After meeting a crowd of gay hipsters and freaks. Glenn started camping it up, shoplifting, writing bad checks, and smoking grass. Glenn also met the man who was about to change his life – John Waters. Like Glenn, Waters was obsessed with movies and they bonded over the films of Russ Meyer and Jayne Mansfield. They began to forge a new character, one which mocked the conventional “pretty” drag queens that aspired to look as real as possible. With Waters’ encouragement, this character started to emerge. She was outrageous, outlandish and obviously overweight. Glenn’s wicked, rebellious side matched the sensibilities of Waters, and John christened his new star “Divine” and they started making films together.
A Film by Rosa von Praunheim Nurses on the night shift roll dice to see which AIDS patient will die next. The owner of a gay bathhouse gets Kaposi’s Sarcoma but tries to keep his mind on profits. An epidemic victim is harassed by a reporter on his death bed – he sticks her with a contaminated syringe. The government opens a quarantine called Hell Gay Land. Gay terrorists kidnap the Minister of Health. A black comedy filled with everybody’s worst fears, A Virus Knows No Morals is Rosa von Praunheim’s most controversial film to date: a savagely funny burlesque on the AIDS crisis. Irreverent yet deadly serious, the filmmaker covers just about every aspect of AIDS and its effects, as well as the rumors surrounding it. Since the 1960’s von Praunheim has produced a provocative body of underground films, making him one of the New German Cinema’s most original artists. “Brave and Vicious – Armed Camp!” – New York Times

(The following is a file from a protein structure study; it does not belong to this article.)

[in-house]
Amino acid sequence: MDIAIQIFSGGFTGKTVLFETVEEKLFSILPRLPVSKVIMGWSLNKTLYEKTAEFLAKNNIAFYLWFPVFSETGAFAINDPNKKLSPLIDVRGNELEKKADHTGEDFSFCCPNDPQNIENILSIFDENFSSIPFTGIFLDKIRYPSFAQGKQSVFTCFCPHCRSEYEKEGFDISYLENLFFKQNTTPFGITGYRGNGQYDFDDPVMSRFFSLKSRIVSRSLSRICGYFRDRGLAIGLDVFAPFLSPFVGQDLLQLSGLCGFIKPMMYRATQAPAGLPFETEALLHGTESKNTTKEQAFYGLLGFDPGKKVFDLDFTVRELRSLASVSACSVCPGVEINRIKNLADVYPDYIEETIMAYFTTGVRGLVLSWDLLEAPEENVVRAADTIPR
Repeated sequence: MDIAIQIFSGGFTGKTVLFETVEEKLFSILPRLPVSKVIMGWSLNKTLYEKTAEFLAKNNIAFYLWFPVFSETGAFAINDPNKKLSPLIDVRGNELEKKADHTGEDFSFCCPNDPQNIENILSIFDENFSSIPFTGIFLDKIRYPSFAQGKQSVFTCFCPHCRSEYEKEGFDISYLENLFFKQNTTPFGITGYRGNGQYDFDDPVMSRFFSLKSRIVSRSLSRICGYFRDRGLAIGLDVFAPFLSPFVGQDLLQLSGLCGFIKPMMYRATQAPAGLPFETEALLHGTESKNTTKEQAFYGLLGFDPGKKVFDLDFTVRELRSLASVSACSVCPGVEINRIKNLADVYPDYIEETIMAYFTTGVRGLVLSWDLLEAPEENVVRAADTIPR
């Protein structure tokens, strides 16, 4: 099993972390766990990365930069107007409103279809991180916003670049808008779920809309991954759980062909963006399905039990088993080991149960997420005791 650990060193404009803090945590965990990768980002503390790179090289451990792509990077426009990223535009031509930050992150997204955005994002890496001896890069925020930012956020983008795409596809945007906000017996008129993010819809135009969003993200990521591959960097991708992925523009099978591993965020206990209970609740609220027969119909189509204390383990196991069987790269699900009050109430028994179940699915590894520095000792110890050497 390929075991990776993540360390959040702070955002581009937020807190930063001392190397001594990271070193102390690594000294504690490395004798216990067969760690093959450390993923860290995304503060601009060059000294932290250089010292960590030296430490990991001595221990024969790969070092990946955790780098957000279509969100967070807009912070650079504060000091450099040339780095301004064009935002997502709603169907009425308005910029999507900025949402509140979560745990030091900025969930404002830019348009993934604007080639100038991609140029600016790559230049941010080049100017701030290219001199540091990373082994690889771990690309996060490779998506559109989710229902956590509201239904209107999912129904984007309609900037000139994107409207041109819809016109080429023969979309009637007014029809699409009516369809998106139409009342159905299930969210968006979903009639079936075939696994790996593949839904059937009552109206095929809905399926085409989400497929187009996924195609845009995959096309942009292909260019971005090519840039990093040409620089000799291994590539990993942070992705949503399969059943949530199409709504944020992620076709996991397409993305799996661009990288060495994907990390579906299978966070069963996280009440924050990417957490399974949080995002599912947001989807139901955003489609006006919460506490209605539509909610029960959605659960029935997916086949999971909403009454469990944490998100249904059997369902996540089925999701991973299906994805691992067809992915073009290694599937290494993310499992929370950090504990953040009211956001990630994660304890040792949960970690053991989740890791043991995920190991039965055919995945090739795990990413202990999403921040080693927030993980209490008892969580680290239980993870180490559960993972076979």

Otis L. Guernsey, Jr., in the New York Herald Tribune (1952):
Joan Crawford has another of her star-sized roles….Playing a musical comedy actress in the throes of rehearsal and in love with a blind pianist, she is vivid and irritable, volcanic and feminine. She dances; she pretends to sing; she graciously permits her wide mouth and snappish eyes to be photographed in Technicolor….Here is Joan Crawford all over the screen, in command, in love and in color, a real movie star in what amounts to a carefully produced one-woman show. Miss Crawford’s acting is sheer and colorful as a painted arrow, aimed straight at the sensibilities of her particular fans. Continue reading